Republicans say their party is a victim of media bias—but not in the standard "Lamestream Media" sort of way. Pollsters on both sides try to persuade public surveyors that their voter-turnout models are more accurate reflections of what's going to happen on Election Day. This year, GOP pollsters and strategists believe those nonpartisan pollsters are adopting Democratic turnout models en masse.

Regardless of the cause, strategists on both sides acknowledge the difference in their internal polling. Republicans believe Democrats are counting far too much on low-propensity voters and a booming minority turnout that isn't going to materialize on Election Day. Democrats believe Republicans are hopelessly reliant on an electorate that looks far more like their party than the nation as a whole. The day after Election Day, somebody's pollsters are going to be proven seriously wrong.

Deep down, both parties secretly worry it's their side that is missing the boat.

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To: muawiyah
The likely cause of this drop in response rates is CALLER ID. People who get called now have a choice about answering the phone. They aren't answering pollster's calls!

I believe you are 90% correct, but there are a few more factors involved.

Cell phones rarely get polled.

Caller ID helps to filter out unwanted calls and a lot of the poor get polled cannot afford it, and are more than willing to participate in the polls if they think it will get them more.

People with jobs are not at home during the day to answer the phone, and at night...they filter those calls from numbers they don't recognize.

In short, polling by phone has gotten to be the most inaccurate method available, yet it is the cheapest.

21 posted on 11/01/2012 3:42:34 PM PDT by Randy Larsen (Aim small, Miss small.)
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To: prov1813man
Just a wild thought. Does it not appear that christie and bloomberg both think nobama wins ? Otherwise, why do what they did ?

Frankly, I never thought that Bloomberg was going to be supporting anyone else. As for Governor Christie, let us put a little 'realpolitic' on the table. In spite of Christie's 2009 win, New Jersey is a deep blue Democrat state. It is presumable that Christie will want to run again in 2013 and after the shellacking given to NJ by Sandy, it is good politics to make nice with the man with the FEMA pen.

Just my opinion, obviously!

22 posted on 11/01/2012 4:35:38 PM PDT by SES1066 (Government is NOT the reason for my existence!)
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To: Randy Larsen
According to several of the top pollsters the cellphone thing has been resolved ~ used to be a problem but isn't now. The poor aren't the only folks at home ~ so are the retired and the 1%. They spend an awful lot of time at home, but that doesn't matter anyway ~ the pollsters go through their random numbers and if your answering service answers your phone for you ~ and about 99% of phones have such backup ~ they leave a message for you to call back. That way even the working rich, not just the coupon clippers, get to be part of the poll.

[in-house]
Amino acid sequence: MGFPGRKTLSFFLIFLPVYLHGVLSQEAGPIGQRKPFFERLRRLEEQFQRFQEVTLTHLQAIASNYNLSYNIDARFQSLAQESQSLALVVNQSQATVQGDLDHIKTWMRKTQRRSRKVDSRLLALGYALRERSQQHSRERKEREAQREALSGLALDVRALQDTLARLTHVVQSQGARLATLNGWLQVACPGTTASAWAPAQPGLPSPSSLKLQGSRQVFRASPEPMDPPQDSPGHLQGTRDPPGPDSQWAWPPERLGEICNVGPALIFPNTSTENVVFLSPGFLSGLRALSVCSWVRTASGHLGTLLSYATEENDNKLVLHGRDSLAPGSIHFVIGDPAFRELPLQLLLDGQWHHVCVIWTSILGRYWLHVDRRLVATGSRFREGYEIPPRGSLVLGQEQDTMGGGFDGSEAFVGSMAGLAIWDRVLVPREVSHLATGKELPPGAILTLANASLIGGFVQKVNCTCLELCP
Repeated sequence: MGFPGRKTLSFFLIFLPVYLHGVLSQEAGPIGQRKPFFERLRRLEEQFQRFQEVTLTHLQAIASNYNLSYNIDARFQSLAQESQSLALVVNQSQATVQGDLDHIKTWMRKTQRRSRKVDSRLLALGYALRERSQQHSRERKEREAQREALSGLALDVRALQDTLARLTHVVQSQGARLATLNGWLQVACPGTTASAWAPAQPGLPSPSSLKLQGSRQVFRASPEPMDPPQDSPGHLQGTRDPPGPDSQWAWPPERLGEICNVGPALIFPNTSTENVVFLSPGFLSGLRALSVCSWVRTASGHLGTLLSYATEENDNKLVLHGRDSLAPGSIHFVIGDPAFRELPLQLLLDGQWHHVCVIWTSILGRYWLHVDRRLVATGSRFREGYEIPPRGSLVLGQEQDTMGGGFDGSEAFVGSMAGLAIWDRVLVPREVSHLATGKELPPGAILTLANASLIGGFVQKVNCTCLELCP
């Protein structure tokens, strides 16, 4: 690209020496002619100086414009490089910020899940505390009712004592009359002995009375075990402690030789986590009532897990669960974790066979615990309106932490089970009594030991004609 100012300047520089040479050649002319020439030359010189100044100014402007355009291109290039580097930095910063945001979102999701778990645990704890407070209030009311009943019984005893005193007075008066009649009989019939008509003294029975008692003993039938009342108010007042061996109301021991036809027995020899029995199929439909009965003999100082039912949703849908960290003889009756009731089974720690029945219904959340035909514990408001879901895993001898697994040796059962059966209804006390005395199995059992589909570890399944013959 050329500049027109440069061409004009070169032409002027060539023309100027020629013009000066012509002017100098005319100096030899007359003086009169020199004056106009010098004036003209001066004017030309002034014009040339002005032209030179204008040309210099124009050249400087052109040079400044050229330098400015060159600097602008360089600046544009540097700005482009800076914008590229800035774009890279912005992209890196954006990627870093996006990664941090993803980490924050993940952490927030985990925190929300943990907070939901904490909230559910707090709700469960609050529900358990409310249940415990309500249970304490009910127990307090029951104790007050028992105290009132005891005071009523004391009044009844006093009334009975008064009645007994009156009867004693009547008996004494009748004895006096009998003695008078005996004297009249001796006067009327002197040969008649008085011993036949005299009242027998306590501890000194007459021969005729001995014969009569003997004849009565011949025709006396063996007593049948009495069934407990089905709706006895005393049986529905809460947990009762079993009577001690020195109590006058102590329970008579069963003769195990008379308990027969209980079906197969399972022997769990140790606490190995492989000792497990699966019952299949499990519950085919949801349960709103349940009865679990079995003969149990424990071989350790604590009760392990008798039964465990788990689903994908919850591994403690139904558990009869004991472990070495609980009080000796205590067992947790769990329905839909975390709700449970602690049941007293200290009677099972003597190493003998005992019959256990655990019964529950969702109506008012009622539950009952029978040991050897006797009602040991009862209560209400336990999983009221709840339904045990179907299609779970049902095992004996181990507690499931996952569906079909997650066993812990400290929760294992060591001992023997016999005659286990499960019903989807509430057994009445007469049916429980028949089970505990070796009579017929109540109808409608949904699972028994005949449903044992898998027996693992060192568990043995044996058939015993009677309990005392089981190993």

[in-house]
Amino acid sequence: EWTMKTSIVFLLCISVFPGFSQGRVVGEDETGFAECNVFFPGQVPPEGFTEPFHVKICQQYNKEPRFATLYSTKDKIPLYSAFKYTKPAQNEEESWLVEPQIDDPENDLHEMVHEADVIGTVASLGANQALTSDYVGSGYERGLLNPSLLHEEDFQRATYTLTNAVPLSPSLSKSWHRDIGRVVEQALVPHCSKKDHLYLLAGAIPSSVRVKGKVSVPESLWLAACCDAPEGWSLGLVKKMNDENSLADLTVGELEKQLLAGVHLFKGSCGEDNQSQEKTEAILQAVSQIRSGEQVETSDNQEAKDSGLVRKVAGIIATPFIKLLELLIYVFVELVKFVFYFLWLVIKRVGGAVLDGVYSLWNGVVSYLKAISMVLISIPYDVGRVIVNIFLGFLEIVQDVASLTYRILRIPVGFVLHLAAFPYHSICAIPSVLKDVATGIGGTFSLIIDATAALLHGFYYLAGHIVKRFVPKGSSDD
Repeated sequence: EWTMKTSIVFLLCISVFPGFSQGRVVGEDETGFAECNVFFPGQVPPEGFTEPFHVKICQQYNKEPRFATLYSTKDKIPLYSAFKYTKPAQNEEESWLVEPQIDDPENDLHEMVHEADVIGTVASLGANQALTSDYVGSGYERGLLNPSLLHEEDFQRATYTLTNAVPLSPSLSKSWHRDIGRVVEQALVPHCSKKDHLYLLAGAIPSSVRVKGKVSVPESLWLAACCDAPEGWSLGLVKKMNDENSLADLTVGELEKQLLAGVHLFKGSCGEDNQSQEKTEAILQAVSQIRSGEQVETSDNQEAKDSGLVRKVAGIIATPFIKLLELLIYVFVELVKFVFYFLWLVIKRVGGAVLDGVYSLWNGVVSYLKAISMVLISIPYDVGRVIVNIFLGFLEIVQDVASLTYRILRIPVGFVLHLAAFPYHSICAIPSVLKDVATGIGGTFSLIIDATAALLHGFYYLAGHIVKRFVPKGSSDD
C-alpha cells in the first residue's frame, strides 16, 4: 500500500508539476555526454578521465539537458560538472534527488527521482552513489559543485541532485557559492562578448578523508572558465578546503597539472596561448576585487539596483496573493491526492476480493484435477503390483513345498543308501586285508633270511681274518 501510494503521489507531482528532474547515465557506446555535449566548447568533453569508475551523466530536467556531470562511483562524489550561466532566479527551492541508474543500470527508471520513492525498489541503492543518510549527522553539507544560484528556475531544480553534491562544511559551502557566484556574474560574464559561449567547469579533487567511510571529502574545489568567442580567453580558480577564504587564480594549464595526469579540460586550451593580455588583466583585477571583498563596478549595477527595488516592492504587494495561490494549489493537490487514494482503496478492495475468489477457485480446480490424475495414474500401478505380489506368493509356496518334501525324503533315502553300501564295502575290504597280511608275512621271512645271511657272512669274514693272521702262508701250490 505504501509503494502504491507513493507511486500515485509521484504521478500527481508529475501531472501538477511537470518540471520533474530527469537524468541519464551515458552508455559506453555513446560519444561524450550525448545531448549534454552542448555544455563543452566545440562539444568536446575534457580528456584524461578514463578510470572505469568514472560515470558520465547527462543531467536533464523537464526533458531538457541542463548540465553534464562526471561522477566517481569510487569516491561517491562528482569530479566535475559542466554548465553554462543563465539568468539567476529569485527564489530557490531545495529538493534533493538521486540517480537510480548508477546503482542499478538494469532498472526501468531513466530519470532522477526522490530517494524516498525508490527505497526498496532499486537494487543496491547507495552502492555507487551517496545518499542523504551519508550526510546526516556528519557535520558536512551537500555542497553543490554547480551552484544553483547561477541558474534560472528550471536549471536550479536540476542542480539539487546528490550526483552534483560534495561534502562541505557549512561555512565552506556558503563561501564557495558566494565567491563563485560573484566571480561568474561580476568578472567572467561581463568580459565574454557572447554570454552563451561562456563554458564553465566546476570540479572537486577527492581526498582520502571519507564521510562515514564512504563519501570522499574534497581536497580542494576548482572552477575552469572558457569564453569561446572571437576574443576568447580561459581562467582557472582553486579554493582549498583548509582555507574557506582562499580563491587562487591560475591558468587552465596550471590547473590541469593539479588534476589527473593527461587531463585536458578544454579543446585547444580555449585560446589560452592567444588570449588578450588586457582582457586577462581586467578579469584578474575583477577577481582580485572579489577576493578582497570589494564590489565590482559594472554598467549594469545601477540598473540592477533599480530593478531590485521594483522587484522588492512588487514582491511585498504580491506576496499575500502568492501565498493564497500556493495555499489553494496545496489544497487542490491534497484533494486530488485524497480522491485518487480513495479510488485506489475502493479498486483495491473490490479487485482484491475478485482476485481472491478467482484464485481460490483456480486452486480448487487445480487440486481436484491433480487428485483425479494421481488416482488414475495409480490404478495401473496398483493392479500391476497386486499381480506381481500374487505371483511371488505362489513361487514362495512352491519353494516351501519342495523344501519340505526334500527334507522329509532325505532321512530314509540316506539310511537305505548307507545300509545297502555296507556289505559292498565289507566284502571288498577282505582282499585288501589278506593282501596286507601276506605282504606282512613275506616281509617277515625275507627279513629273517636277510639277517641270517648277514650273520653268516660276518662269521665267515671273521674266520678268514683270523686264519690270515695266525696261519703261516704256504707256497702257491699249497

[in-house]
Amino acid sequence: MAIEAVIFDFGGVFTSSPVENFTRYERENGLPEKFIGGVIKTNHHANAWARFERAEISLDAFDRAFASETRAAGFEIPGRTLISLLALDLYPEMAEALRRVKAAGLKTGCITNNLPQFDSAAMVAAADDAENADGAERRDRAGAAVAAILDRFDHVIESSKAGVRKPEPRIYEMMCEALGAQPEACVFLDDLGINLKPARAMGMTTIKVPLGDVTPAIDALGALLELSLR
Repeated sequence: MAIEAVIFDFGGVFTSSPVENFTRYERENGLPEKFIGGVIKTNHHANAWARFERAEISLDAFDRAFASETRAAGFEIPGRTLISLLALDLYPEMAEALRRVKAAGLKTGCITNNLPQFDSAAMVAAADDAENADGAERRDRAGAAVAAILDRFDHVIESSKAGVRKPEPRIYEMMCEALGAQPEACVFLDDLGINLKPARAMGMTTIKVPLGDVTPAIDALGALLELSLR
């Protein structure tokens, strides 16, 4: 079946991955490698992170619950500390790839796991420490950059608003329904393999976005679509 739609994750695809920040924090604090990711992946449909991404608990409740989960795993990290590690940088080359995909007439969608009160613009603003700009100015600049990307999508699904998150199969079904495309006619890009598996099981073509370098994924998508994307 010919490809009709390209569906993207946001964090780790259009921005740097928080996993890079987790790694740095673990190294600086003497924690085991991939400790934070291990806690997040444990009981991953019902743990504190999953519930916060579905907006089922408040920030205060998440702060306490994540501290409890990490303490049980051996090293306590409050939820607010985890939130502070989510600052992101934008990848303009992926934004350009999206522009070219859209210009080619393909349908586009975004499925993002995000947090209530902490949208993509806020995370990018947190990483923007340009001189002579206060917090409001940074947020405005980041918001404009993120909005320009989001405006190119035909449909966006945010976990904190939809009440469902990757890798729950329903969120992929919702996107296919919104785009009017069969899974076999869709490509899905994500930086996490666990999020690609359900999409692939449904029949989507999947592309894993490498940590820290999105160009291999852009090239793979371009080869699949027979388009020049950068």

On the other hand you are onto something when it comes to members of groups who want their opinion to be more important than it really is ~ let's think about the GBLT, abortion rights and feminazi crowd. They want to get called by a pollster ~ and they answer every single time. Their party line talking points are firmly in their minds so they have no problem answering the questions. The result is that they have a 100% response rate while everybody else has a 9% response rate. That makes them 11 X more important than the others, per person polled!

Recently the gurus behind the GBLT gay marriage initiatives have figured this out. They say the polls say everybody in America wants gay marriage yet every time they run a referendum they lose! Some have suggested duplicitous pollsters are misleading the GBLT crowd so they'll spend all their money and go away.

But you're absolutely correct in surmising that polling by phone is just about the worst method anyone could use. And it's no longer cheap when you need to call 100,000 people to get 9,000 answers so you can set up a baseline on demographics vis a vis an opinion on some issue.

23 posted on 11/01/2012 4:35:43 PM PDT by muawiyah
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To: muawiyah

I would always intentionally lie if I was ever polled.

24 posted on 11/01/2012 4:36:50 PM PDT by dfwgator
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To: SES1066

Jersey is rarely hit by hurricanes ~ they are literally in shock.

25 posted on 11/01/2012 4:38:51 PM PDT by muawiyah
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To: muawiyah
Jersey is rarely hit by hurricanes ~ they are literally in shock.

You are right. I lived in Ocean City (NJ) for a year and then another year at Ft.Dix, so I know the state. As well I have a cousin still living in Cape MAy and another with a vacation home in OC. Seeing those pictures made me very sad but at least my relatives appear to have come through with losses but good spirits!

26 posted on 11/01/2012 4:57:46 PM PDT by SES1066 (Government is NOT the reason for my existence!)
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To: muawiyah

“The secret to random sample surveys is to keep them random. Once you get into weighting, or attempting to fit results to a turnout model, they are no longer random.”